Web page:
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Olam is committed to developing our rubber plantations sustainably.  Olam’s Plantations, Concessions and Farms Code (PCF) which is based on FSC®, RSPO and IFC performance standards builds further on our experience operating within international best practice requirements. We are fully committed to obtaining the social licence to operate through Free Prior Informed Consent (FPIC) with local communities and reducing our footprint through due diligence, impact monitoring and management.

Three social contracts have been signed, covering 24 villages in the rubber plantation areas of Bitam, Bikondom and Minvoul. Social contracts include commitments to contribute to:

  • Recruitment of local population
  • Social infrastructure
  • Supporting small-scale agriculture

To date, Olam Rubber has recruited 1,200 employees, more than 95% is local and one fifth of our workforce is female.

During the maturity phase of a rubber plantation (approximately from the year 6th of planting), more skilled jobs will be available at rate of 1 worker for every 3-4 hectares planted.

Indeed, our long term success depends on ensuring local populations possess strong agricultural and agronomic skills. We are committed to providing gainful, stable employment, and training for populations with otherwise limited opportunities for growth. We also conduct on the job and classroom training for nursery management, plantation maintenance, and QEHS matters.

In terms of social investment we have allocated USD 9.6 million. This has already resulted in 625 solar lamps, 45 hydraulic pumps; road access for villages, and the rehabilitation of schools.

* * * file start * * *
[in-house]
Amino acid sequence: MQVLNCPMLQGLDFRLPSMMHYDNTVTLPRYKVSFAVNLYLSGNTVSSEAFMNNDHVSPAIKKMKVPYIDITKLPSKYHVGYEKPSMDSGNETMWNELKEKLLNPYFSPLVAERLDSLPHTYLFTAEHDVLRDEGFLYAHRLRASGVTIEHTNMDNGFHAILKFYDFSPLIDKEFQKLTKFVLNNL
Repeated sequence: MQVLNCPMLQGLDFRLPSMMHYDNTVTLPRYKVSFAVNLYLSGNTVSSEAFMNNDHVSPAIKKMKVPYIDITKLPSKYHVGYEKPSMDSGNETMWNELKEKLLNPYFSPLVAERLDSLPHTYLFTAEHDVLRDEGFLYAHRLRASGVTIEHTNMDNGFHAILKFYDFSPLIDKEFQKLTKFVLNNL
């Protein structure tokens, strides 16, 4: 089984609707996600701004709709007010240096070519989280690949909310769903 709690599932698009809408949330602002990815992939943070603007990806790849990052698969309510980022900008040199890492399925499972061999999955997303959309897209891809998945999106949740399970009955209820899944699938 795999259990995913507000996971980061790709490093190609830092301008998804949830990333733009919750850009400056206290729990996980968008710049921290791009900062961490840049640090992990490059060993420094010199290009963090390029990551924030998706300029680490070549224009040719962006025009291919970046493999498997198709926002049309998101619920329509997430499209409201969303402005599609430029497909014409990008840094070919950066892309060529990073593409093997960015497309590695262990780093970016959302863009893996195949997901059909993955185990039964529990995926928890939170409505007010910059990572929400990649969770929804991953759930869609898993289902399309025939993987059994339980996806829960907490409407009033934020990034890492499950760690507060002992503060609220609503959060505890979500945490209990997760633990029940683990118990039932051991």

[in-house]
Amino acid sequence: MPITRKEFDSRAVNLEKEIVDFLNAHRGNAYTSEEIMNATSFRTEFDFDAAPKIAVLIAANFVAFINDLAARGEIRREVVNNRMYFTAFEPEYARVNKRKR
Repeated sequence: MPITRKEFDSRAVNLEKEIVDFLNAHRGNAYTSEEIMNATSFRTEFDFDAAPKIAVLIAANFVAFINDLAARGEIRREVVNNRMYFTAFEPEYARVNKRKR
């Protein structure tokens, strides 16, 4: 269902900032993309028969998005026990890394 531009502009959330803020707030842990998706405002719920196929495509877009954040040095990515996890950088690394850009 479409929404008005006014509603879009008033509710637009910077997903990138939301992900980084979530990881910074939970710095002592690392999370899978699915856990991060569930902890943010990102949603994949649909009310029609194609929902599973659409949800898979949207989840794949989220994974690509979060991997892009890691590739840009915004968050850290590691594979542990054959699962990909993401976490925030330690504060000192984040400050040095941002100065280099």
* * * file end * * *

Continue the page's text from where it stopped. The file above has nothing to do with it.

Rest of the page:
Action Unit
Establishing solar panels 625
Bore wells construction and rehabilitation 45
Renovation of a health clinic 1
Road construction & resurfacing 203 km
Construction of meeting house 3
Construction of a market 1
Construction of houses for teachers/nurses 17
Construction and renovation of schools/classes 5


In terms of land development, the ORG Rubber plantation is in an area of mixed secondary forest, rattan scrub and long-abandoned farmlands. The plantable lands were determined following an independently conducted Environmental and Social Impact Assessment (ESIA), vegetation mapping using LiDAR and ground truthing, comprehensive biodiversity surveys and participatory village mapping. Due to the relatively high surrounding population, local preference for bushmeat, and previous human uses including farming in this area, it is relatively poor in wildlife, with mammal densities in particular only a small fraction of those found in extensive old-growth forests or less-hunted secondary forests. Nevertheless, as a result of these surveys, fully 68% of the lease area has been set aside to conserve traditional village use areas, areas of high biodiversity value, wetlands and slopes, and remaining forest areas with relatively high carbon stocks as determined through calibrated LiDAR mapping.

Olam is also supporting the natural rubber industry in the development of an international sustainability standard.  In January 2015, the International Rubber Study Group (IRSG) launched the Sustainable Natural Rubber Initiative (SNR-i), which is a self-assessment standard covering five main criteria:

SNR-i Criteria and Indicators Version 1

  • Criterion 1: Support Improvement of Productivity
  • Criterion 2: Enhance Natural Rubber quality
  • Criterion 3: Support forest sustainability
  • Criterion 4: Water management
  • Criterion 5: Respect Human & Labour Rights

Olam is a signatory to this SNR-i standard while working alongside IRSG and other industry stakeholders to improve and further develop the standard.

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